Like anywhere else, dogs on the Outer Banks suffer from minor injuries and illnesses. Some can be treated by you but, when in doubt, contact a veterinarian. Some of these injuries/illnesses include:
Small lacerations and abrasions should be cleaned with soap and water or hydrogen peroxide. A triple antibiotic ointment can be applied twice daily until the wound heals. Deep wounds (lacerations longer than an inch) and wounds that bleed profusely should be seen by a vet. Be sure to apply direct pressure to control bleeding while transporting them to the vet.
Any moist dermatitis caused by self-trauma from scratching or chewing, especially on a dog’s face or hindquarters, can be classified as a “hot spot”. Golden Retrievers are especially prone to these. Trim the hair over the lesion and clean with soap and water or peroxide. Apply any over-the-counter cortisone cream twice daily. See a vet if the condition worsens – often an injection of cortisone or a course of cortisone pills and antibiotics are required for complete relief.
Simple diarrhea in dogs can be treated with Kaopectate or Pepto-Bismol (approximately 1 tsp per 20 – 30 lbs body weight) 3 or 4 times a day. You can also feed chicken and rice to help firm up the stool. If the diarrhea persists or if it is accompanied by vomiting see a vet. Drinking salt water is a common cause of both diarrhea and vomiting in dogs; please bring along fresh drinking water if you take your dog to the beach.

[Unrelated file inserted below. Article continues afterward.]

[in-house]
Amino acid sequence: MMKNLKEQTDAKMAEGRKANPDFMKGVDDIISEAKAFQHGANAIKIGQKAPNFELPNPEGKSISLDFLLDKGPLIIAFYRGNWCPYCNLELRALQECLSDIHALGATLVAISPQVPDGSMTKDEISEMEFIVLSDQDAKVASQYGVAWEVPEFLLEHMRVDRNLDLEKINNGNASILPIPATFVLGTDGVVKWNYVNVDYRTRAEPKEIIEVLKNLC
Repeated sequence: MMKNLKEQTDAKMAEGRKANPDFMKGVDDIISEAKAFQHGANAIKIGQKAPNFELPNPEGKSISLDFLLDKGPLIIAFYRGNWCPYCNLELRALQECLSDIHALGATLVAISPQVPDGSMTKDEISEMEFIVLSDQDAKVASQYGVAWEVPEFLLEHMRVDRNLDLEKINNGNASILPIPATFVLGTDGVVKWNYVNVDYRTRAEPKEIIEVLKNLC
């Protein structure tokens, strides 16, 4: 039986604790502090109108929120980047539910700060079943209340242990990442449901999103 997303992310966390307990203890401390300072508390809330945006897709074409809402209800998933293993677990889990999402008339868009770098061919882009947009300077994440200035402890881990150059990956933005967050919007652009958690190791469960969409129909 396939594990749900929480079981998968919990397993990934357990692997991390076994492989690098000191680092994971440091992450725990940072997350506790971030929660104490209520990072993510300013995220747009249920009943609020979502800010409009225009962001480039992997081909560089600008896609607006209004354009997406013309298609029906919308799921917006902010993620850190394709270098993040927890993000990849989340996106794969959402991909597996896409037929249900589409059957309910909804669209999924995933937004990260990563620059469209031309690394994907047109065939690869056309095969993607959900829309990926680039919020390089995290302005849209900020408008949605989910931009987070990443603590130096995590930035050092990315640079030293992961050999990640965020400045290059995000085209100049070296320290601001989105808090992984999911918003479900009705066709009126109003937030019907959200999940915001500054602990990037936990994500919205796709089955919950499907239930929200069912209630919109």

Running on the beach, climbing stairs or over-exertion by dogs on vacation can cause all kinds of muscle or joint problems. If your dog is limping, rest him/her for several days. Aspirin can usually be given safely (check with a vet for dosage). If the lameness persists or if there is obvious pain when the leg is touched, see a veterinarian.
If you catch your dog eating something that you think is dangerous, restrain him and examine the package or substance carefully for instructions. Contact the vet or your local poison control center immediately for advice. With the help of another person, give your dog hydrogen peroxide to induce vomiting. Getting him to vomit will eliminate some of the poison that has already entered his body and will buy you some time until he gets treated by the vet.
To make your dog vomit, draw the hydrogen peroxide into a syringe or a turkey baster. Tip your dog’s head back and squirt it toward the back of his tongue. Generally, your dog will start to vomit within a few minutes. If he does not vomit after 5 minutes, wait for another 5 minutes and then try again. Do not give your dog more than two doses of the solution because administering too much hydrogen peroxide can cause potential complications. Also, do not use ipecac or other over-the-counter products that are used by humans. While it is safe for us, it can be toxic for our pets.